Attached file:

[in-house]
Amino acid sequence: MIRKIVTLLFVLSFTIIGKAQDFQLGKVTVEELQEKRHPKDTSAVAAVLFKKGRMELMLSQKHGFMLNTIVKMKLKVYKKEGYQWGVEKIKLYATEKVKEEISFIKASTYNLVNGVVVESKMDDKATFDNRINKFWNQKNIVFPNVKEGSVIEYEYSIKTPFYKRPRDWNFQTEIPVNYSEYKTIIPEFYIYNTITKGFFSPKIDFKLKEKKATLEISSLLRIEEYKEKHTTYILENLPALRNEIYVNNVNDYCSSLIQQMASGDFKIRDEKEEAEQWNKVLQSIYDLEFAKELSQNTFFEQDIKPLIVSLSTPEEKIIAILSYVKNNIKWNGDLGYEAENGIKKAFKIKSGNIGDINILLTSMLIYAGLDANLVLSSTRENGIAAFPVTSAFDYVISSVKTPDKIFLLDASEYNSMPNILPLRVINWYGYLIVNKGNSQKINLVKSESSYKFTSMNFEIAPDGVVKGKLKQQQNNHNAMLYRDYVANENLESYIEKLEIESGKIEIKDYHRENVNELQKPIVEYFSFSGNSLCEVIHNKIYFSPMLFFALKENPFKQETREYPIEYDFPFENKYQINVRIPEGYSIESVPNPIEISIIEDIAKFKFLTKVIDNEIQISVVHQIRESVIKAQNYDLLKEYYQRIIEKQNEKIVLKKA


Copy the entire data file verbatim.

[in-house]
Amino acid sequence: MIRKIVTLLFVLSFTIIGKAQDFQLGKVTVEELQEKRHPKDTSAVAAVLFKKGRMELMLSQKHGFMLNTIVKMKLKVYKKEGYQWGVEKIKLYATEKVKEEISFIKASTYNLVNGVVVESKMDDKATFDNRINKFWNQKNIVFPNVKEGSVIEYEYSIKTPFYKRPRDWNFQTEIPVNYSEYKTIIPEFYIYNTITKGFFSPKIDFKLKEKKATLEISSLLRIEEYKEKHTTYILENLPALRNEIYVNNVNDYCSSLIQQMASGDFKIRDEKEEAEQWNKVLQSIYDLEFAKELSQNTFFEQDIKPLIVSLSTPEEKIIAILSYVKNNIKWNGDLGYEAENGIKKAFKIKSGNIGDINILLTSMLIYAGLDANLVLSSTRENGIAAFPVTSAFDYVISSVKTPDKIFLLDASEYNSMPNILPLRVINWYGYLIVNKGNSQKINLVKSESSYKFTSMNFEIAPDGVVKGKLKQQQNNHNAMLYRDYVANENLESYIEKLEIESGKIEIKDYHRENVNELQKPIVEYFSFSGNSLCEVIHNKIYFSPMLFFALKENPFKQETREYPIEYDFPFENKYQINVRIPEGYSIESVPNPIEISIIEDIAKFKFLTKVIDNEIQISVVHQIRESVIKAQNYDLLKEYYQRIIEKQNEKIVLKKA